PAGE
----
The "framework" state budget agreement reached over the weekend by Gov. Dannel P. Malloy and legislative Democrats is not gimmick-free, no matter what the deal-makers say.
The still-unfinished draft budget has its share of smoke and mirrors. It would, for example, raise taxes despite Mr. Malloy's refusal to admit it — not through new taxes or big-ticket increases in the income- or sales-tax rates, but by the extension of some taxes that were supposed to be phased out.
Despite a chorus of criticism from the General Assembly's minority Republicans, however, such gimmicks can be tolerable in tough times, so long as the tax extensions are rarely used and can be quickly retired.
Also, much has been made — by Republicans — of Mr. Malloy's proposal to exclude spending related to programs that are 100 percent funded by the federal government from the state's spending cap. The spending cap is there as a check, a caution light, on state spending.
According to a recent study by Connecticut Voices for Children, current law penalizes the state for seeking new federal dollars because the cap would treat the expenditure of these dollars as state funds, even though they constitute federal spending through the state budget.
This is one reason the state gets back only 67 cents for every dollar it sends to Washington.
That should change. It makes no sense to include funds that are 100 percent federal under the state spending cap.
Beware The Auction
An area that legislators should approach with great caution is the proposed auction of standard service customers from Connecticut Light & Power and United Illuminating. The standard offer is the rate offered by the major utilities and is used by more than half of their customers. The idea of auctioning these customers for a one-time fix of $80 million or more is problematic.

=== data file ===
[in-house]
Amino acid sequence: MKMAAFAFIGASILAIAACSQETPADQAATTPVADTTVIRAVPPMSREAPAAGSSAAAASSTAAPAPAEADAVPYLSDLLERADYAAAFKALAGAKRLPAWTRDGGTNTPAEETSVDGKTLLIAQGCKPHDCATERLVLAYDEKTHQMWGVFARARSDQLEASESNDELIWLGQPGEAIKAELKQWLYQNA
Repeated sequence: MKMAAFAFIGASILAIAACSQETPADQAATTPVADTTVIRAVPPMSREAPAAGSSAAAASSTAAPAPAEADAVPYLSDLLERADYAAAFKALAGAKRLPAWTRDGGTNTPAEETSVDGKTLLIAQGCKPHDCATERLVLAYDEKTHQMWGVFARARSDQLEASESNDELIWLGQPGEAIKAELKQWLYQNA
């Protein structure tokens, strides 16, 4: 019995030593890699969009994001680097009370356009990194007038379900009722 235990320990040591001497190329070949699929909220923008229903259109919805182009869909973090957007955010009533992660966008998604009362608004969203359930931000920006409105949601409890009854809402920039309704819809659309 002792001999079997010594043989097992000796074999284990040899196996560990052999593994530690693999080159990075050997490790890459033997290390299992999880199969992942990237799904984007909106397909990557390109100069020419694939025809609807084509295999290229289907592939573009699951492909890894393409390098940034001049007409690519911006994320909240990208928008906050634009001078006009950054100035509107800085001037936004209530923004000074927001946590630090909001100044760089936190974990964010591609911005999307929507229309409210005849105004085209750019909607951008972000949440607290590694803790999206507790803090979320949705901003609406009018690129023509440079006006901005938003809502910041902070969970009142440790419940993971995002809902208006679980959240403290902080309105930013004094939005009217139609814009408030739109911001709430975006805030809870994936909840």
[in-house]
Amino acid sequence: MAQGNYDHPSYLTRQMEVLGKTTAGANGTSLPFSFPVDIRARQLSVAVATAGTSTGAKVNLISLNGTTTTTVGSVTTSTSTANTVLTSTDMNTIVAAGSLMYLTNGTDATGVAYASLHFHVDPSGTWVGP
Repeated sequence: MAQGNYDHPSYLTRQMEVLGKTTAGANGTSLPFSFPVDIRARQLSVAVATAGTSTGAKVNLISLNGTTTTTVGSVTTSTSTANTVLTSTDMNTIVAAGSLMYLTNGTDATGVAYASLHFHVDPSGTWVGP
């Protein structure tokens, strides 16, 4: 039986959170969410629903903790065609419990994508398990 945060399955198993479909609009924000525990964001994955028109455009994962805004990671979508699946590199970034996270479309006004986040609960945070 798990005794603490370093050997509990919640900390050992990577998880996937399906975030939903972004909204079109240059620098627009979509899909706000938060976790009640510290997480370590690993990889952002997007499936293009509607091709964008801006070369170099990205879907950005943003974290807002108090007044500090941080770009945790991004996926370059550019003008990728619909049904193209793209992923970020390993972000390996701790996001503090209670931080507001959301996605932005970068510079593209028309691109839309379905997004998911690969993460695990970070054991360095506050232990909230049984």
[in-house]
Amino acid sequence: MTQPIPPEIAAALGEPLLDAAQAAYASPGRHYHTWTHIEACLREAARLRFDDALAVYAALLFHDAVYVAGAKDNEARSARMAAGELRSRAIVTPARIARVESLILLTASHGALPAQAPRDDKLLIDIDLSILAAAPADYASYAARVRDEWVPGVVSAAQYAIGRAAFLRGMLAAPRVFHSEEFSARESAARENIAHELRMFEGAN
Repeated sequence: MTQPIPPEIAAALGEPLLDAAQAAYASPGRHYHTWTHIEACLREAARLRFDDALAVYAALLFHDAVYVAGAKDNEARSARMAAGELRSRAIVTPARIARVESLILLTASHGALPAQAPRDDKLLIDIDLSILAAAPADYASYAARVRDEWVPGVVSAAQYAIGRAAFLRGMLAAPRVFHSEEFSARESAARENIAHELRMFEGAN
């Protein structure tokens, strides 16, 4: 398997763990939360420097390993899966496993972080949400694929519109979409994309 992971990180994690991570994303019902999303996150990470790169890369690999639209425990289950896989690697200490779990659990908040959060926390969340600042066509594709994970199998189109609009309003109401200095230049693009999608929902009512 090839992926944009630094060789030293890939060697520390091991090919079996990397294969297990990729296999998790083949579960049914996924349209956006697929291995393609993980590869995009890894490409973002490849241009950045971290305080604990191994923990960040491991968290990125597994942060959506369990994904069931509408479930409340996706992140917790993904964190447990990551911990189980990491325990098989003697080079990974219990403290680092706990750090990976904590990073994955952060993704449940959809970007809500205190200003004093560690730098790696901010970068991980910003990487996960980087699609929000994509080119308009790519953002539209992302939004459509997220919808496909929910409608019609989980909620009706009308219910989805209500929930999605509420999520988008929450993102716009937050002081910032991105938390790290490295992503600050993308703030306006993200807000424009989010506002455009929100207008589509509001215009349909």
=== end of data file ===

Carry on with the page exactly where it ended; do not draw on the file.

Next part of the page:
First, it is another tax. Who are they kidding? If a utility company pays that money, it will want to recoup it from the ratepayers. If it quacks like a tax, it's a tax.
Second, according to Consumer Counsel Elin Swanson Katz and others, standard service is a reliable, affordable and high-quality product and a benchmark that keeps the rest of the market connected to fundamentals. Over time, it could well keep prices down; at the very least, it's a choice consumers should have.
Republicans Can't Complain
The governor and legislature are staring at billion-dollar deficits in each year of the biennial budget that takes effect on July 1. Bridging that gap between revenue and expenses with nothing but spending cuts would hurt many of Connecticut's most vulnerable residents.
Mr. Malloy and the Democrats, to their credit, did not employ two big gimmicks to balance the budget used by both parties in the past: They are not offering early retirements, which do not save money, and they are making contributions to the pension plan. Underfunding the state employee pension fund was a popular budget gimmick that has placed Connecticut deep into a hole. Mr. Malloy has wisely said "no" to that.
The Republicans would have been more effective if they had submitted their own budget plan rather than simply taking potshots at the draft Democratic proposal. For the first time in six years, they didn't offer their own taxing and spending ideas, leaving little room to credibly complain.
When lawmakers put the finishing touches on the budget and present it to Mr. Malloy, it should be a budget that protects the social safety net and, as much as possible, municipal aid. It should adequately fund Mr. Malloy's top-priority school reform effort.
And it should begin implementing the money-saving ideas of the Municipal Opportunities & Regional Entities Commission. The cost of government will decrease if these savings are ever unlocked.
Reprinted with permission of the Hartford Courant.
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